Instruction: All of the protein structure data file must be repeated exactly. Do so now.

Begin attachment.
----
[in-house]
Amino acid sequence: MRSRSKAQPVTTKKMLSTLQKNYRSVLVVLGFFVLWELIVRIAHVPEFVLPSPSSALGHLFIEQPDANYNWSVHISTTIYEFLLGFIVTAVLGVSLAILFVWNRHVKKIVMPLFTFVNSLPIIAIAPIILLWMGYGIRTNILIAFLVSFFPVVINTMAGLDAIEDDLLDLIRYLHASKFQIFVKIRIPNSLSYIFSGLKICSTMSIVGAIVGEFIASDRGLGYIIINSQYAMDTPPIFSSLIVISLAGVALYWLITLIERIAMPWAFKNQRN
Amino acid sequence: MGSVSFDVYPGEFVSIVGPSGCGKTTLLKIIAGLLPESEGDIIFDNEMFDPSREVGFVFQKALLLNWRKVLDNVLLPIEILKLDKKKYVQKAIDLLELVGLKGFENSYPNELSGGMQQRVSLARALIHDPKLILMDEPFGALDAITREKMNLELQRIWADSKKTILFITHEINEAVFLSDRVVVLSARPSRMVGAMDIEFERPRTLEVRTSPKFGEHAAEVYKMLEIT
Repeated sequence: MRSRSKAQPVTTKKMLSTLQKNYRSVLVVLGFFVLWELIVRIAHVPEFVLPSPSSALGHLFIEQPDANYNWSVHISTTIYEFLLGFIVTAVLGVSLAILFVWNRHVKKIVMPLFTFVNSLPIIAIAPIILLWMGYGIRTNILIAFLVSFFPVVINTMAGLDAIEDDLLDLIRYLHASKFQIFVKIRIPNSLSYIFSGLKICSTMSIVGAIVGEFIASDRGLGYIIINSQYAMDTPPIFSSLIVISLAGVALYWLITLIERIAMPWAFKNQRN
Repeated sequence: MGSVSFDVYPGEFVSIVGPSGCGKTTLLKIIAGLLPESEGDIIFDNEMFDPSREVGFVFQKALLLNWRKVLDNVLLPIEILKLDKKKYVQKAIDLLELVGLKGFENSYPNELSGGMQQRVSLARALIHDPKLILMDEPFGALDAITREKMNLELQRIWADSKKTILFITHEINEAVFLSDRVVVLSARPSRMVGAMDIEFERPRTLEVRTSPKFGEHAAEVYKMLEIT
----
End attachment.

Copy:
[in-house]
Amino acid sequence: MRSRSKAQPVTTKKMLSTLQKNYRSVLVVLGFFVLWELIVRIAHVPEFVLPSPSSALGHLFIEQPDANYNWSVHISTTIYEFLLGFIVTAVLGVSLAILFVWNRHVKKIVMPLFTFVNSLPIIAIAPIILLWMGYGIRTNILIAFLVSFFPVVINTMAGLDAIEDDLLDLIRYLHASKFQIFVKIRIPNSLSYIFSGLKICSTMSIVGAIVGEFIASDRGLGYIIINSQYAMDTPPIFSSLIVISLAGVALYWLITLIERIAMPWAFKNQRN
Amino acid sequence: MGSVSFDVYPGEFVSIVGPSGCGKTTLLKIIAGLLPESEGDIIFDNEMFDPSREVGFVFQKALLLNWRKVLDNVLLPIEILKLDKKKYVQKAIDLLELVGLKGFENSYPNELSGGMQQRVSLARALIHDPKLILMDEPFGALDAITREKMNLELQRIWADSKKTILFITHEINEAVFLSDRVVVLSARPSRMVGAMDIEFERPRTLEVRTSPKFGEHAAEVYKMLEIT
Repeated sequence: MRSRSKAQPVTTKKMLSTLQKNYRSVLVVLGFFVLWELIVRIAHVPEFVLPSPSSALGHLFIEQPDANYNWSVHISTTIYEFLLGFIVTAVLGVSLAILFVWNRHVKKIVMPLFTFVNSLPIIAIAPIILLWMGYGIRTNILIAFLVSFFPVVINTMAGLDAIEDDLLDLIRYLHASKFQIFVKIRIPNSLSYIFSGLKICSTMSIVGAIVGEFIASDRGLGYIIINSQYAMDTPPIFSSLIVISLAGVALYWLITLIERIAMPWAFKNQRN
Repeated sequence: MGSVSFDVYPGEFVSIVGPSGCGKTTLLKIIAGLLPESEGDIIFDNEMFDPSREVGFVFQKALLLNWRKVLDNVLLPIEILKLDKKKYVQKAIDLLELVGLKGFENSYPNELSGGMQQRVSLARALIHDPKLILMDEPFGALDAITREKMNLELQRIWADSKKTILFITHEINEAVFLSDRVVVLSARPSRMVGAMDIEFERPRTLEVRTSPKFGEHAAEVYKMLEIT